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Money woes to slow graduate school opening by four years

Date Posted: 2006-01-12

The long sought international graduate university for Okinawa is running behind schedule.

The Okinawa Institute of Science and Technology has been a political plum, attracting top names within the scientific communities as supporters, allies and faculty, but it’s hit a snag. OIST was to open in 2008 on a new campus near Onna Village, but that’s run afoul of money problems.

Prime Minister Junichiro Koizumi broke the bad news this week, telling the public “If we can open in 2012, that’s a great success story.” Koizumi’s Trinity Reform Plan introduced across Japan a year ago has forced belt tightening at all levels of government, sending many projects to oblivion and others to a slower development pace. Koizumi hinted there’s more to the slowdown than just money, pointing out “there is concern about finding the special workers we need, and that takes time.”

Dr. Sidney Brenner has been selected President of the new international graduate school. His deputy as vice president is Dr. Masao Ito. The two are working closely with the Board of Governors, to recruit a world class faculty. The eight-mmber board itself is distinguished. Dr. Akito Arima is Chairman of the Japan Science Foundation, Dr. Steven Chu is Director of the Lawrence Berkeley National Laboratory, Dr. Jerome Friedman and Dr. Susumu Tonegawa are professors at Massachusetts Institute of Technology, Dr. Kiyoshi Kurokawa, the chairman of the board, is President of the Science Council of Japan, Dr. Jean-Morie Lehn is Professor at Louis Pasteur University, Dr. Torsten Wiesel is Secretary Genral of the Human Frontier Science Program Organization, and Dr. Hiroko Sho is Professor Emeritus at the University of the Ryukyus.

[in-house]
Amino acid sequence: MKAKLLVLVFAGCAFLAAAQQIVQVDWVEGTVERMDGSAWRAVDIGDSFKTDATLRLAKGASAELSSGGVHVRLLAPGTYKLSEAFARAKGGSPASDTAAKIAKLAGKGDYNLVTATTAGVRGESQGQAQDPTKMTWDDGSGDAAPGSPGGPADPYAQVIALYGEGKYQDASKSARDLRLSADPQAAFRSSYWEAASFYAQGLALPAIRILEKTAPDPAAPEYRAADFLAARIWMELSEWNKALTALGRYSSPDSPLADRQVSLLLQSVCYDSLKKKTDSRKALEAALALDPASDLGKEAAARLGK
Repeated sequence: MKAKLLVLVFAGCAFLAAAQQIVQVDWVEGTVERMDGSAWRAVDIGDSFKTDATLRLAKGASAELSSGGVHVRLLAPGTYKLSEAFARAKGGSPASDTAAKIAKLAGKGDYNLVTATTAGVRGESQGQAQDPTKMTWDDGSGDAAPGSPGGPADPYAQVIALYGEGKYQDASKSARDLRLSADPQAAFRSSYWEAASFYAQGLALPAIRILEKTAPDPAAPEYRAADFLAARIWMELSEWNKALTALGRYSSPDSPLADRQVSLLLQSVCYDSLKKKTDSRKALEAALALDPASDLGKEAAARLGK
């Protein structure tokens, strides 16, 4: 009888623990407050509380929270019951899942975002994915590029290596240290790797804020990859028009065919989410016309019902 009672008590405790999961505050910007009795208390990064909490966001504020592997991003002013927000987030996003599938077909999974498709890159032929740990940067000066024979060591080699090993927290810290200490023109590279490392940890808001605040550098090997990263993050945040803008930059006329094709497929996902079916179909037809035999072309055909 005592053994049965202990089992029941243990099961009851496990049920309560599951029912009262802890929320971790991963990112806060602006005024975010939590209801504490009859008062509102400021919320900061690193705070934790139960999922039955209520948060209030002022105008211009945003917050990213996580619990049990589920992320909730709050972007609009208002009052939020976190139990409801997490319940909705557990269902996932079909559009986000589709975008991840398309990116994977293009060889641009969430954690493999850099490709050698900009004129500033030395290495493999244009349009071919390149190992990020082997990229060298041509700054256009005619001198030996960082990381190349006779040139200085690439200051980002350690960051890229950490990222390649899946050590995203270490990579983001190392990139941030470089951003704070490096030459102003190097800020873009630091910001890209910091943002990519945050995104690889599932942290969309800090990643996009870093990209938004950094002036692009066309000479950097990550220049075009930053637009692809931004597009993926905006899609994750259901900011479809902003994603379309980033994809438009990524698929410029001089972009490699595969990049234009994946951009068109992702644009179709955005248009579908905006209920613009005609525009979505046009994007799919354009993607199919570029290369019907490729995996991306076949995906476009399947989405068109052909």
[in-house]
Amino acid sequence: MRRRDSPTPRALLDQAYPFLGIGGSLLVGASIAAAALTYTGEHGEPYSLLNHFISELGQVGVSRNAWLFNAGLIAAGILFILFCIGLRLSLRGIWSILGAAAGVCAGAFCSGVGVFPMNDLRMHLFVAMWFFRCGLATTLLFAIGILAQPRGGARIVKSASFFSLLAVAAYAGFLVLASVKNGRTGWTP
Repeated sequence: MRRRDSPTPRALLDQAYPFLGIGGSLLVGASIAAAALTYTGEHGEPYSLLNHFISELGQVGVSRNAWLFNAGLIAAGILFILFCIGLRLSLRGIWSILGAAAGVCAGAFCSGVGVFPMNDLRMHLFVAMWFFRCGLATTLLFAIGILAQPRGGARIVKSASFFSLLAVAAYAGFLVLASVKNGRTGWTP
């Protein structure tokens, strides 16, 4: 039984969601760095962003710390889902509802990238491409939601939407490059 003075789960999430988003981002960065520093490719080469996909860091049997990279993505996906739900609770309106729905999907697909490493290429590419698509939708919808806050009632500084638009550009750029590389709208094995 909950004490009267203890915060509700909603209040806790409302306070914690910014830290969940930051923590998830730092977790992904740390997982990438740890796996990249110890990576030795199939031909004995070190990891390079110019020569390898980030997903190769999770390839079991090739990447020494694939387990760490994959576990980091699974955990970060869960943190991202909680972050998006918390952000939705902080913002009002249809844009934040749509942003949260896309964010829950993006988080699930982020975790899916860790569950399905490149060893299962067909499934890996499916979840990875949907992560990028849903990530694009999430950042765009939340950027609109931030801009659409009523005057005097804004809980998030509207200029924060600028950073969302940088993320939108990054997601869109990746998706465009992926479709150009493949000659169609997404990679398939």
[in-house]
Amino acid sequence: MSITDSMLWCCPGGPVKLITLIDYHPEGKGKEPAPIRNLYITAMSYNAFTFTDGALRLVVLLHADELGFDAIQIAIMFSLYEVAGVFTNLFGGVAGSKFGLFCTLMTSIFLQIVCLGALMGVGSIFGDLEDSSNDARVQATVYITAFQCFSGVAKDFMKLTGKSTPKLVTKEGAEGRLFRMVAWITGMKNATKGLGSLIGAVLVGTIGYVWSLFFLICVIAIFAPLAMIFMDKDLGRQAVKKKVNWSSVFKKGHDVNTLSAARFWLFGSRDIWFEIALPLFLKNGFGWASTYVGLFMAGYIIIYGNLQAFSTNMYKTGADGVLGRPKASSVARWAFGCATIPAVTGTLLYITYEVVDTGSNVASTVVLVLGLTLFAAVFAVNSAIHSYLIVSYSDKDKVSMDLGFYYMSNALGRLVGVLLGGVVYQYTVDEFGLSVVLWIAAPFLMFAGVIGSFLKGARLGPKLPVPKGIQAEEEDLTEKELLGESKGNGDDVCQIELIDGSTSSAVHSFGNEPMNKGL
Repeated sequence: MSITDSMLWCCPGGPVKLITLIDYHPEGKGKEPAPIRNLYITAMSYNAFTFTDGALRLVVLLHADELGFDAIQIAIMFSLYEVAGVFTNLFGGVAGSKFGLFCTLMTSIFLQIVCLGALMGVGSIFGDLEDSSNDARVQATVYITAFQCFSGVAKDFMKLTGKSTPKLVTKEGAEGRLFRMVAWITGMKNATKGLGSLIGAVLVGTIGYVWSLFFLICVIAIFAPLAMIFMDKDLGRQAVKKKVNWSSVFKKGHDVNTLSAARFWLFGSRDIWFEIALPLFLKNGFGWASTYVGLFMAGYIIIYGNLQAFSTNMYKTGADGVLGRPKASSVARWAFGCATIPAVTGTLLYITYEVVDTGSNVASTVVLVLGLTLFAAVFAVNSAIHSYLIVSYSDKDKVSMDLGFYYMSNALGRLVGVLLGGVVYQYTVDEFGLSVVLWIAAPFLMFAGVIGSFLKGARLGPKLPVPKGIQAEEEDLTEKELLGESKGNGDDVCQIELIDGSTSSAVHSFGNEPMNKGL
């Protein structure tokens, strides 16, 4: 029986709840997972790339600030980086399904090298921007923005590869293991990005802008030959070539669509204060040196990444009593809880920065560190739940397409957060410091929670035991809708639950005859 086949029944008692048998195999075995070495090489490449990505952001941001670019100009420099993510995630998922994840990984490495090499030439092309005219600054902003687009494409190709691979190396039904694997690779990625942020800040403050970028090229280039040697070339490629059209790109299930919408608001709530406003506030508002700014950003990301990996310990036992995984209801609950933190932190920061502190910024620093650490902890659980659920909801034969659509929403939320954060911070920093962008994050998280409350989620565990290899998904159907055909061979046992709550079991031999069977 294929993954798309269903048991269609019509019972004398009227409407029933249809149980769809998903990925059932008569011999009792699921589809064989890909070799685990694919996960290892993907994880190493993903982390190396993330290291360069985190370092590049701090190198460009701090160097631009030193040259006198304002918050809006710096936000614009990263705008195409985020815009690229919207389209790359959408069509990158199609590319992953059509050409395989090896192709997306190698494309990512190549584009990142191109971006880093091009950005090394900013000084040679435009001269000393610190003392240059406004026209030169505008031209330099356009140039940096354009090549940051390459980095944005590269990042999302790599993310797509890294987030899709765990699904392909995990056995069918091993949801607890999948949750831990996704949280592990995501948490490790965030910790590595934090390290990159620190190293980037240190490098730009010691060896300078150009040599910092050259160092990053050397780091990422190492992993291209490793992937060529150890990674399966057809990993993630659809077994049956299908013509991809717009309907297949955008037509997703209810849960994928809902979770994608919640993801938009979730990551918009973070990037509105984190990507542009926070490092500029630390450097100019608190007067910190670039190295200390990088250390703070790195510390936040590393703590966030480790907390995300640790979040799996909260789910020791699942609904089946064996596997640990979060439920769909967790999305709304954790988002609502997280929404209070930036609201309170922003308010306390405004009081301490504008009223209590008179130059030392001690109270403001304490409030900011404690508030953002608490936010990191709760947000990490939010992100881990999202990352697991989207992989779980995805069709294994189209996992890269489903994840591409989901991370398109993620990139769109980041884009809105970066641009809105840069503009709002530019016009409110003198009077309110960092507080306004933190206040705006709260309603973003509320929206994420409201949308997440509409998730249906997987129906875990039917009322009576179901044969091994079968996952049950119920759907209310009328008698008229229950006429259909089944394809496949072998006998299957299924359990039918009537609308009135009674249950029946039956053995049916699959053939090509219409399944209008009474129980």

Even as the board conducts its faculty search, it is seeking additional budget. The board notes construction costs are escalating, and could damage even a 2012 opening day. One fear board members are expressing is a backlash from the central government caused by Okinawa’s governor, Keiichi Inamine.

Inamine has been pounding the Tokyo government over plans to move Futenma Marine Corps Air Station to the Nago City area, alienating many politicians and government leaders in the capital. They say they’re afraid the budget pipeline will tighten or dry up as Tokyo retaliates against Okinawa for resisting the military bases changes.

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